DOHA, Qatar (AP) — In one ear, American shot putter Joe Kovacs heard a technical tip from his coach. In the other, his wife weighing in to take a deep breath.
All that feedback before Kovacs’ final toss at world championships came from the same person. Kovacs’ wife is his coach, as well.
After winning a gold medal Saturday night, he owes her dinner. Maybe two.
“She earned it,” Kovacs said. “I owe her big time for this one.”
Kovacs threw a championship-record 22.91 meters and took home the gold by 1 centimeter. Teammate Ryan Crouser was second and Tomas Walsh of New Zealand took third with throws (each went 22.90) that would’ve won any other world championship.
To think, Kovacs was recently contemplating retirement. His wife, Ashley, the throws coach at Ohio State, talked him out of it.
“We put together this plan,” said Kovacs, the 2016 Olympic silver medalist. “To not only to be back on top, but to be better.”
The 30-year-old Kovacs knew he unleashed a technically sound throw on his final attempt, but he had no idea it was that good. He was shocked to see the distance. Crouser and Walsh had personal-best performances, too.
“It was an unbelievable competition with a lot of fireworks,” said Crouser, who made the rounds after winning a medal in a stylish cowboy hat. “This final was crazy and I am so happy to be part of it.”
The key for Kovacs? Focusing on his lane — or, more apt in this case, the shot-put ring.
“I was proud able to stay in my own head and not watch Ryan and Tom throw it so far and get tight,” said Kovacs, who won a world title in 2015. “Being a shot putter it’s really easy to get tense. You really want to be intense and loose.”
That’s where his wife plays a big role. They’re honest with each other. At practice, if he doesn’t feel like a particular workout, they skip it.
“He’s like, ‘You see me more than anybody else and you know when I’m down. I can’t pull one over on you,” said Ashley Kovacs, who was an All-American shot putter at the University of Kentucky. “The type of honesty we have in our relationship has really helped us in this realm.”
CHAMPION OUT, PART I
After a flinch, U.S. hurdler Brianna McNeal was finished.
At first, the Olympic champion didn’t believe she was the one who bolted early from the blocks in the first round of the 100 hurdles. She shook her head when the judge informed her that she false started.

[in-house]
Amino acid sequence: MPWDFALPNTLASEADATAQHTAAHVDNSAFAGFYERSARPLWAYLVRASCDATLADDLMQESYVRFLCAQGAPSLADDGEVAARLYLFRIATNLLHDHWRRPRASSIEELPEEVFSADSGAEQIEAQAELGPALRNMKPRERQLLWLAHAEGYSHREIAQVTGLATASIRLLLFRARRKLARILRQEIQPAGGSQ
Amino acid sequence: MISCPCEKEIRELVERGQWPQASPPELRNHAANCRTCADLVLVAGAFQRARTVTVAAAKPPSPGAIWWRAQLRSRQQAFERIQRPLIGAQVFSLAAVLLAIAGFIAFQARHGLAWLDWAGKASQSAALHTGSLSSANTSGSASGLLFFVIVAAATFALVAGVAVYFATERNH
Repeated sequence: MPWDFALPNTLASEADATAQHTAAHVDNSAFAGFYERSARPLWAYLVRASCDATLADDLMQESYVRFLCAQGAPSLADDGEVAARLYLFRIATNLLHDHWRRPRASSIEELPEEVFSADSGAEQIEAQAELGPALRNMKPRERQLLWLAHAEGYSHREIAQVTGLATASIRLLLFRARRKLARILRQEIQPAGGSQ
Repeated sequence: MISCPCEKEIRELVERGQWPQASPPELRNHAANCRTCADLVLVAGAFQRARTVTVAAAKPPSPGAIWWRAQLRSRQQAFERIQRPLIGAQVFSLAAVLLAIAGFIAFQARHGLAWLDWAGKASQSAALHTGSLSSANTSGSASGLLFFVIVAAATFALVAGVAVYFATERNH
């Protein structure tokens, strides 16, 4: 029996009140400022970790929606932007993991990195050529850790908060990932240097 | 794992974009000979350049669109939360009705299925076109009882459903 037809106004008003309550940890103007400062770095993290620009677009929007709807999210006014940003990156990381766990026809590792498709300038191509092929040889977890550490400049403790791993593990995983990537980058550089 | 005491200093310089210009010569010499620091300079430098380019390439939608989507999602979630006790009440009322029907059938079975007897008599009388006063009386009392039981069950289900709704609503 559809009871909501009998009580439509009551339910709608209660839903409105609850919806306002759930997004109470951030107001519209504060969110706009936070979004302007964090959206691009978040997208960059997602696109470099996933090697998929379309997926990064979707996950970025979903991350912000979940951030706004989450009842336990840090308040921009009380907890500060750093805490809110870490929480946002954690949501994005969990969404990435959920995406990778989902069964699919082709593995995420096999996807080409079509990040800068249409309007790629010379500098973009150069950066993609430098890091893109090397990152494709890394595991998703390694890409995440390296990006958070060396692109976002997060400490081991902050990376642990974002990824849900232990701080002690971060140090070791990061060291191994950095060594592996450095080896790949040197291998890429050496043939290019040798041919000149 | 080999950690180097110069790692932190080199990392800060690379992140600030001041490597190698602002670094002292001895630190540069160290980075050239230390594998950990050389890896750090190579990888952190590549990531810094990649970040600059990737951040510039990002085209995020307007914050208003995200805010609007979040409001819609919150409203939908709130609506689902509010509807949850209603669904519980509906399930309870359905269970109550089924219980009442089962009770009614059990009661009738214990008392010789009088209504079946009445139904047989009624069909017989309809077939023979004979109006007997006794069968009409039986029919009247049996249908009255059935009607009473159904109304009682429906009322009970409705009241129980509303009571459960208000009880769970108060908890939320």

They went to the video. Indeed, she did. McNeal left the track in tears as her heat went on without her.
“I am very heartbroken by this mistake that I made,” McNeal said. “Unfortunately, I lost focus for just a millisecond.”
McNeal’s false start was a first-round lesson for the field.
“When I saw it, I was saying to myself and the other girls, ‘Just wait on the gun. It doesn’t matter if you have a slower reaction time,'” Jamaican Danielle Williams said. “It’s definitely tough to see something like that happen.”
CHAMPION OUT, PART II
Defending world long jump champion Brittney Reese of the United States struggled to explain what happen. She was jittery on her first jump, played it safe on the final one and barely missed the last spot in the final.
Her jump of 6.52 meters was just 1 centimeter behind U.S. teammate Sha’keela Saunders, who earned the last spot in Sunday’s final.
“It wasn’t my day,” said Reese, who also won world titles in 2009 and 2013. “Everything felt like it was heading in the right direction. I didn’t execute the plan. It’s totally my fault.”
She said all she wanted to do was return to her room and punch her bed — or pillow.
“Because once I punch something, I’ll be all right,” Reese said.
CHAMPION OUT, PART III
German javelin thrower Thomas Rohler failed to make it out of qualifying. He won gold at the 2016 Rio de Janeiro Games.
“If javelin was easy, then victories would not be worth anything,” Rohler said. “This will hurt for some hours.”
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